Of 18 states surveyed, Mississippi had highest rate with 32 percent of adults downing a daily soda
By E.J. Mundell
THURSDAY, Aug. 14, 2014 (HealthDay News) -- A new survey of American adults across 18 states finds 17 percent drinking at least one sugary soda per day, with rates varying widely across states.
For example, while about 12 percent of people in New York state or Hawaii downed one or more non-diet sodas each day, that number jumped to 30 and 32 percent in Tennessee and Mississippi, respectively.
The report, from researchers at the U.S. Centers for Disease Control and Prevention, also found high levels of sweetened fruit drink consumption, with close to 12 percent of adults downing at least one serving daily.
All of this is adding to increased caloric intake and widening waistlines, experts say.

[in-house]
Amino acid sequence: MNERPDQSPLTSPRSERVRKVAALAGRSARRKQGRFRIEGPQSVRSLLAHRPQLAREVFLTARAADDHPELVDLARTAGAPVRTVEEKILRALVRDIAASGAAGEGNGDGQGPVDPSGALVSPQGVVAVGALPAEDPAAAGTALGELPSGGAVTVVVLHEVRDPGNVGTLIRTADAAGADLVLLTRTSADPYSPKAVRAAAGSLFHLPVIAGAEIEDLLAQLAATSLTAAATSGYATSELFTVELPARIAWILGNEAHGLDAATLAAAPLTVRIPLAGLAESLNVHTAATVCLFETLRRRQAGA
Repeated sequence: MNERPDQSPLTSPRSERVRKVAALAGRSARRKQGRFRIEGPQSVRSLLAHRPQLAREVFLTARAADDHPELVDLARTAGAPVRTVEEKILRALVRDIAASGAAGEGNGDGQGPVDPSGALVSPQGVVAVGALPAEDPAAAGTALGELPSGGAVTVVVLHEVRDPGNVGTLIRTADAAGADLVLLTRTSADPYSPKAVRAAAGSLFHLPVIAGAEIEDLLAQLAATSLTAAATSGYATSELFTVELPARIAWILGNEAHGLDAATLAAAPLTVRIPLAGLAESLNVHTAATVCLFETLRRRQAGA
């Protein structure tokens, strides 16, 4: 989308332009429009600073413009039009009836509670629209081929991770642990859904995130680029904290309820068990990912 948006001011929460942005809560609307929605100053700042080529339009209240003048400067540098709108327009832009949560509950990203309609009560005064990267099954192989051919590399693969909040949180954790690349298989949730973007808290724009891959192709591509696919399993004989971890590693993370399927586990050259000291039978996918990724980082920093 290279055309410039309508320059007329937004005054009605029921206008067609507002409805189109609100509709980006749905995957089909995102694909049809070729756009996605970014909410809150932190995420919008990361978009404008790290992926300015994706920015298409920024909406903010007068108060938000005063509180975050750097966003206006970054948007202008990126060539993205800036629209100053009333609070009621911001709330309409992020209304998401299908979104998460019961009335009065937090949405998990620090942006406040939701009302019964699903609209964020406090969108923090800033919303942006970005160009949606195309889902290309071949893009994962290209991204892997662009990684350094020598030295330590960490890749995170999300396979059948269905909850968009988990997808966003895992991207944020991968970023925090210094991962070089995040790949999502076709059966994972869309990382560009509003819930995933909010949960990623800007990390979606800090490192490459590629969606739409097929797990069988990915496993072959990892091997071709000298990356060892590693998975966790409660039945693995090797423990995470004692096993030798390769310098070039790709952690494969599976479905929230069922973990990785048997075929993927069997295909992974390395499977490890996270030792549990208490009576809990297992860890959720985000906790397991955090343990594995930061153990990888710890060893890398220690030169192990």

"I think most people still don't realize just how much sugar is found in these sugar-sweetened beverages," said Dana Angelo White, a registered dietitian who is a clinical assistant professor of athletic training and sports medicine at Quinnipiac University in Hamden, Conn.
"I often do a demonstration and physically show people what 10 to 20 teaspoons of sugar looks like -- it's very powerful," she said. "There's also a disconnect on the downsides of all that sugar -- so bad for teeth, blood sugar and waistlines -- the extra calories really pile up quickly."
The CDC research team, led by Dr. Gayathri Kumar of the agency's National Center for Chronic Disease Prevention and Health Promotion, agreed.
"Regular soda and fruit drinks contain added sugars and are sources of calories but have few, if any, essential nutrients," they wrote in the Aug. 15 issue of the CDC journal Morbidity and Mortality Weekly Report.
But where is soda and fruit drink consumption the highest? To find out, the researchers looked at 2012 data from a major U.S. government health survey. The data concentrated on more than 113,000 adult residents in 18 states across the United States.
Besides pinpointing which states had the highest and lowest rates of sugary drinks consumption, the study revealed other patterns. Frequent soda and fruit-drink consumers were typically younger and male blacks or Hispanics.